• Open Xcode → Preferences → Accounts → View details and look under "Provisioning Profiles". The default development profile is usually called "iOS Development". If you need to use another provisioning profile, specify it using the property iosProvisioningProfile in your build.gradle.

4. Configuration

4.1. Dependency Configurations

4.1.1. Platform Dependencies

Apart from the default dependency configurations compile and runtime, the jfxmobile plugin adds extra configurations for each supported platform. This allows developers to add dependencies that should only be applied to a specific platform. The names of the platform specific configurations are platformCompile and platformRuntime where platform can be one of the following: android, ios, desktop or embedded. The platform specific compile and runtime configurations extend from the default compile and runtime configuration respectively.

For instance, if your android code wants to do some json processing, you configure the dependencies as follows:

dependencies {
    androidCompile 'org.glassfish:javax.json:1.0.4'

The dependency declared above will make sure the json library is only included when targetting the Android platform, e.g. when creating an APK or when installing it on an Android device. In other words, it won’t be part of an iOS build or when running the application directly on your desktop.

4.1.2. Retrolambda Dependencies

Retrolambda is a tool that converts classes that were compiled with Java 8 as the target into bytecode that can be run on a Java 6 runtime. Retrolambda is required for any Java code that needs to run on an Android device. That is because Android platforms before API 19 only support Java 6, while Java 7 is supported by Android platforms starting from API 19. More information about retrolambda can be read here.

When creating the Android APK of your application, the jfxmobile plugin will apply retrolambda to all compiled classes and to all classes from the dependencies that are found in the androidRuntime configuration. In short this applies to all libraries that are declared in either the compile, runtime, androidCompile or androidRuntime configurations. However, in some cases, applying retrolambda to a library that for instance has already been processed with retrolambda itself, can result in the following exception when running the application on an Android device.

Caused by: java.lang.IncompatibleClassChangeError: The method 'java.lang.Object com.airhacks.afterburner.views.FXMLView.lambda$loadSynchronously$2(java.lang.Class)' *was expected to be of type direct but instead was found to be of type virtual* (declaration of 'com.airhacks.afterburner.views.FXMLView' appears in /data/app/com.gluonhq.otn-1/base.apk)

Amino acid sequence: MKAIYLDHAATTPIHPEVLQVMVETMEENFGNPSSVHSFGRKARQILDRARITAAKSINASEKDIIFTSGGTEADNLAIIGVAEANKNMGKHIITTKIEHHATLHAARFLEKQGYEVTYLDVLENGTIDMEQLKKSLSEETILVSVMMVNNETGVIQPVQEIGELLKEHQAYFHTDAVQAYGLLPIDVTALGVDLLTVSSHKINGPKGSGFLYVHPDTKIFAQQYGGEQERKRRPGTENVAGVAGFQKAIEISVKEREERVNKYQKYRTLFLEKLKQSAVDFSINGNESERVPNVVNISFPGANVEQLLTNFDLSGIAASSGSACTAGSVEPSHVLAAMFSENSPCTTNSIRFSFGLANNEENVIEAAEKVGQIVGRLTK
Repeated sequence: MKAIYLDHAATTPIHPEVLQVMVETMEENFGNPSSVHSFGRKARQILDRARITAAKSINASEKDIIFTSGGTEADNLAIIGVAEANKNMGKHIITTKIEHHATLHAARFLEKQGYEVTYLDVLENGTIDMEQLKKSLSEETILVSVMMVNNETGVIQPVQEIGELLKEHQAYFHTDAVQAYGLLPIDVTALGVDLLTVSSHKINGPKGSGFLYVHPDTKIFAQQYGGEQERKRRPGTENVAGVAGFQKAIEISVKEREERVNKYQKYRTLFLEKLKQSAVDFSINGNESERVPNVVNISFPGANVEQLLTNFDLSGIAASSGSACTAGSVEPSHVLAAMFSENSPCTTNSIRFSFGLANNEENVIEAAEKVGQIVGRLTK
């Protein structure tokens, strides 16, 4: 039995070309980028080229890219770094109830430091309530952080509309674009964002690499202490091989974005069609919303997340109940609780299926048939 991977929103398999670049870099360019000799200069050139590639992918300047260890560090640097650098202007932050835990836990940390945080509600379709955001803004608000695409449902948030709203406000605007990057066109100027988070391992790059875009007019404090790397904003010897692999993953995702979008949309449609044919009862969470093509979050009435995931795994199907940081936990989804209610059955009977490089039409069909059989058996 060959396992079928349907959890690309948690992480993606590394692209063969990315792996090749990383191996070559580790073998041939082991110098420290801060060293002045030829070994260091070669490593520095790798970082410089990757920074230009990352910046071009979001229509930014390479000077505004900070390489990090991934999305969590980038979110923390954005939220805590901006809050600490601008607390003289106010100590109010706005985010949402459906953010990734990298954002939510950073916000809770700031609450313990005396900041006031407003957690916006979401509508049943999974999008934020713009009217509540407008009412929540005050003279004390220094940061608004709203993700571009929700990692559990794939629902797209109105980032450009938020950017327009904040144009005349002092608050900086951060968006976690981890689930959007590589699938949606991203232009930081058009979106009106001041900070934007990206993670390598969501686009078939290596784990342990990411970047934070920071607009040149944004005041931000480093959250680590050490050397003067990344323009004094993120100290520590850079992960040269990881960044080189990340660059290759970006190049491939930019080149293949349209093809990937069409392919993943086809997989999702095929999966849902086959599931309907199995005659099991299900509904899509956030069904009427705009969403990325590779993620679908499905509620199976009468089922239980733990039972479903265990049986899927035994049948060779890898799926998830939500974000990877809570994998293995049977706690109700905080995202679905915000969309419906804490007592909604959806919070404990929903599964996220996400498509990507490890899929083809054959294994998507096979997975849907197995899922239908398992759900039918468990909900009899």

In that case, you can use the compileNoRetrolambda or runtimeNoRetrolambda configurations to exclude the library from the retrolambda process. For instance, if you don’t want to apply retrolambda to the afterburner library, you can configure it with the following code:

dependencies {
    compile 'com.gluonhq:charm:4.3.5'
    compileNoRetrolambda 'com.airhacks:afterburner.mfx:1.6.2'
    androidRuntime 'com.gluonhq:charm-down-core-android:3.5.0'

In this configuration, all three dependencies will be included in the android application, but retrolambda will only be applied to the two gluon libraries, not to the afterburner library. Note that the afterburner version 1.6.3 can be used now with compile, as it doesn’t apply retrolambda anymore.

4.2. General

Use the jfxmobile gradle extension to further configure JavaFXPorts:

jfxmobile {
    javafxportsVersion = '8.60.12'

4.2.1. Properties



default value


Specifies which version of javafxports to use.



The character encoding that is used when compiling java sources.


4.2.2. Extensions


The downConfig extension is a convenience class for configuring the dependencies to Charm Down plugins that are being used in a jfxmobile project. It will take care of adding the correct compile and runtime dependencies for each platform. The following example adds the dependency configuration for two Charm Down plugins, storage and lifecycle, using version 3.5.0:

jfxmobile {
    downConfig {
        version '3.5.0'
        plugins 'storage', 'lifecycle'

The above code is the equivalent of adding the dependencies to the two plugins manually in the dependencies section of the build.gradle file, like shown below. Note that it’s still perfectly valid to define those dependencies manually. In case duplicate dependencies were created, the one with the highest version will be the final dependency being used.